I don’t remember my jump rope or my favorite basketball that goes flat minutes after you fill it up with air.

I don’t remember my sunglasses liking the top of my head so much better than my eyes.

I don’t remember when candy was a luxury, and apples were a form of distress.

I don’t remember my lips smiling, as they do here. Maybe it was because of my overbite, or maybe it was because only now did someone decide to pull my cheeks by both ends.

I don’t remember making friendship bracelets. I didn’t know how. Someone must have taught me though.

I don’t remember opening birthday gifts like I was dismantling a bomb. I didn’t tear them open, like any other kid would. I wasn’t demanding of anyone. I didn’t have a wish list, well, not a realistic one.

I don’t remember eating so many pita chips that I decided to do pushups to make up for the extra carbs.

I don’t remember loving chocolate covered blueberries. I bought them, but I didn’t love them.

I don’t remember stuffing toilet paper in my mouth and chewing it like gum. I don’t remember that.

 

I don’t remember waltzing in my room to the lead of an imaginary boy, at an imaginary middle school, in an imaginary 7th grade.

I don’t remember writing poems to that imaginary boy, and throwing pens and wads of binder paper.

I don’t remember being asked to sit in the corner by the sub because I was throwing pens and wads of binder paper.

I don’t remember wearing a poncho for the imaginary boy, and tightening my jeans, and laughing unnecessarily at space.

I don’t remember the imaginary boy lying. Who would remember that? I definitely would not.

I don’t remember saying that this boy was imaginary.

 

I don’t remember learning how to ride a bike when I was eleven-years-old, because I was seven-years-old and it was a scooter.

I don’t remember picking at my nails. No one does, until there’s nothing left.

I don’t remember sticking a handstand like a gymnast or a spastic English teacher.

 

I don’t remember hugging a guy until it was set choreography, and every dancer blushed.

I don’t remember seeing so many veins in my hand, dirt in the creases behind my ears.

I don’t remember writing a play until I figured out I was in one.

I don’t remember what my t-shirt says. I know what it says:

“I remember.”

 

 

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Link

Click here for a PDF of Winter events for high school students

MyCast Cycle 3: Your Story, Your Voice, Your Podcast*

Saturdays: 3/5 and 3/12 from 1-5 PM

(must be able to attend at least one of the two classes)mycast_web_square

The radio show is making a comeback with the increasing popularity of podcasts like Serial, Radiolab, and Welcome to Night Vale. Now it’s your turn. Whether you want to interview someone, write and record an opinion piece, discuss your favorite movie with a friend, or perform an original one-act play with a group, MyCast gives you the opportunity to voice what matters to you.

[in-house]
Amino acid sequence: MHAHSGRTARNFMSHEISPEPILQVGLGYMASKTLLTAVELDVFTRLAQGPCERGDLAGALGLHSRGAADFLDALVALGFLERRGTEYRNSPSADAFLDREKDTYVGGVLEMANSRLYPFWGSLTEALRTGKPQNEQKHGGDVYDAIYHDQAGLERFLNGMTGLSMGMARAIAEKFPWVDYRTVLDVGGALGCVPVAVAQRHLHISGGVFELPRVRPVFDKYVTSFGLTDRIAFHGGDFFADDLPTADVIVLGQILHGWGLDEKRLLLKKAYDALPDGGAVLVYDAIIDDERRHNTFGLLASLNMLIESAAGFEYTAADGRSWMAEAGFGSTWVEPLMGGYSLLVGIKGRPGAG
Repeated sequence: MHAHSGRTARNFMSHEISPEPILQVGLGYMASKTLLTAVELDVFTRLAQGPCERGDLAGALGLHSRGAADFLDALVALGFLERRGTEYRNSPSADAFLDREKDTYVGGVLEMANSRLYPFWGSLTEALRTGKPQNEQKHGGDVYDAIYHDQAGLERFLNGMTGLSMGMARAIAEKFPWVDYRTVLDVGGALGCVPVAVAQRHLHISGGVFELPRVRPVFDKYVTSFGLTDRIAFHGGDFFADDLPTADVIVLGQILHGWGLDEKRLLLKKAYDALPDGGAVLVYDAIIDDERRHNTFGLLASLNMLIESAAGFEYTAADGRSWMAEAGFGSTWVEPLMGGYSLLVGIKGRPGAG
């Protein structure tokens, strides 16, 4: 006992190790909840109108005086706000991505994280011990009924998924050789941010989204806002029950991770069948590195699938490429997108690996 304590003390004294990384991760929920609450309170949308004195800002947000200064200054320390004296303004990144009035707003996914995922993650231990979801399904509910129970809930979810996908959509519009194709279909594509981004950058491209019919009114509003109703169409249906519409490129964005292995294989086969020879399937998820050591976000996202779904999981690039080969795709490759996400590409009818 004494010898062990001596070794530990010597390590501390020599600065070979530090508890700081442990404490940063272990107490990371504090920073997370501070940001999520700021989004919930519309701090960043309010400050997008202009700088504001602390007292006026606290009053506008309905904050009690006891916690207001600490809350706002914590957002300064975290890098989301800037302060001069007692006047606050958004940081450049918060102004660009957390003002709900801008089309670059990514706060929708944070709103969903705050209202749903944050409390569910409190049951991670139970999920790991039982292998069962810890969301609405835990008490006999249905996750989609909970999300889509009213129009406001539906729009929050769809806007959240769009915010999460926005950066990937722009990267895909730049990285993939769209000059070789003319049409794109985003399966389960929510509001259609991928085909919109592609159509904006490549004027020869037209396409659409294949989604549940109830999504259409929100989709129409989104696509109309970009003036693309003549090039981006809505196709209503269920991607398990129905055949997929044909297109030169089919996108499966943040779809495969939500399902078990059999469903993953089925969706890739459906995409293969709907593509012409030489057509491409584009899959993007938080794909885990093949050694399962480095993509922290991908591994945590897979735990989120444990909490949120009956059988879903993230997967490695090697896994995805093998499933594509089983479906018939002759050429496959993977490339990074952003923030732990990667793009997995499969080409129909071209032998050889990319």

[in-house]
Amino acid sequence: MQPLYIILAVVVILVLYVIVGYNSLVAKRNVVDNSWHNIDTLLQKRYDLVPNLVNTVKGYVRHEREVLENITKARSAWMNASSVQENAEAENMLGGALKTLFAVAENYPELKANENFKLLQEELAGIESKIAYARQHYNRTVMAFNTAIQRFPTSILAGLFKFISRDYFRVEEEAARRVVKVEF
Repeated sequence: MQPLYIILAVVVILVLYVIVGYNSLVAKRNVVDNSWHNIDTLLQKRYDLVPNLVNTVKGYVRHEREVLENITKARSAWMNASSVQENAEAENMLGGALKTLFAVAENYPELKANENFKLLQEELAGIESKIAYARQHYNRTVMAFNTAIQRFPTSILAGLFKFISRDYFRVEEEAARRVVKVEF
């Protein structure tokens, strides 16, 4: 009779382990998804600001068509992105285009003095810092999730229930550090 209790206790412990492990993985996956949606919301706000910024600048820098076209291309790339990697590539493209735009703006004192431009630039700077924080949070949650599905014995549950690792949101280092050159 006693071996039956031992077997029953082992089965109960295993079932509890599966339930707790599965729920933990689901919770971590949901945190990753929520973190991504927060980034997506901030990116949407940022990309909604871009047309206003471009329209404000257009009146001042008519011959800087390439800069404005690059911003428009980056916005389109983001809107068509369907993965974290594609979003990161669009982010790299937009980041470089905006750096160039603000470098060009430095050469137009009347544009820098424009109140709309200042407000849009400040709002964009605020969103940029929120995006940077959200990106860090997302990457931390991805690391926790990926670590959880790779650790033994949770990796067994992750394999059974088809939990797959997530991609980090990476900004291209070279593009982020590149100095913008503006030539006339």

In MyCast, you will write, edit, and record a podcast, and then share it with the world. Registration required.

Perform in the Mill Valley Library’s Teen Poetry Slam!slam

Performance: Fri 3/4, 7 PM

Do you have a love of the spoken word? Do you want to participate in one of Mill Valley’s most celebrated evenings? Register to compete in the Library’s 5th annual Teen Slam Poetry Competition! Go to the Library’s website to find out how to be a part of this unforgettable evening! Check out the video from the 2015 Slam Competition here.

First Thursday: College Fit

Thurs. 4/7, 7 PM

sellecting-a-collegeHow do you find the right college for you? More than rankings, rhetoric or emotion, “fit” is the greatest determinant of college success, both in getting into college and completing your degree. Educational consultant Lori Byer will lead an interactive discussion to help you figure out which colleges might be right for you, exploring the elements that really matter (beyond just size, weather, and location). Registration recommended.

Creative Writing Workshops

Wednesday nights, 7-8:30 PMcrwrheader

There’s so much more to writing than simply regurgitating facts or ideas for an essay. Creative writing allows us to sharpen our critical thinking skills while giving our imagination free reign. Practice this craft in a relaxed, informal environment at these weekly creative writing workshops. No registration required.

Registration and more information about all events at www.millvalleylibrary.org/youngadults. Contact Katie for more information at kmacbride@cityofmillvalley.org or call (415) 389-4292 x 4727.

 

*This project is supported by the U.S. Institute of Museum and Library Services under the provisions of the Library Services and Technology Act, administered in California by the State Librarian.

Thanks to the Library Foundation & Friends for their generous support of Library programs.

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Review of Curtis Sittenfeld’s “Prep”

by Ellie Nelson

Teenage-audience directed books sometimes have an atmosphere which doesn’t feel genuine, prepprobably because most of them follow a simple plot-line of boy meets girl. As cliche as it is, this theme is not unrealistic, yet it seems that authors struggle to make their stories feel real. Part of this is probably because their readers can relate a little too well to the characters’ experiences, and it is because of this common struggle that I was surprised at how blatantly honest Curtis Sittenfeld illustrated the life of Lee Fiora in Prep.

Lee isn’t exactly a likable character. She did and thought things that I was fully unsupportive of and at times I despised her for it. The fact that I kept reading, despite my lack of sympathy for Lee, was because she reminded me of things in myself and in other people that I don’t acknowledge regularly. She reminded me of how many mistakes people make, how much people despise even themselves at times, and how none of this needs to be dramatized by a catastrophic plot but simply by revealing the true nature of how people assess their own lives.

The book also offered an alternative perspective to the first person teenage girl through the view of an adult Lee Fiora. More more depth and meaning was added to what might have been considered insignificant teenage feelings. I was able to see how these decisions shaped her as a person, not just as a fictional character whose story was being told in a linear timeline.

This isn’t an easy book to read, it’s long and it certainly isn’t suspenseful or a page turner, but if you are looking for a book with insight and relateable themes that aren’t romanticized, I would highly suggest this one.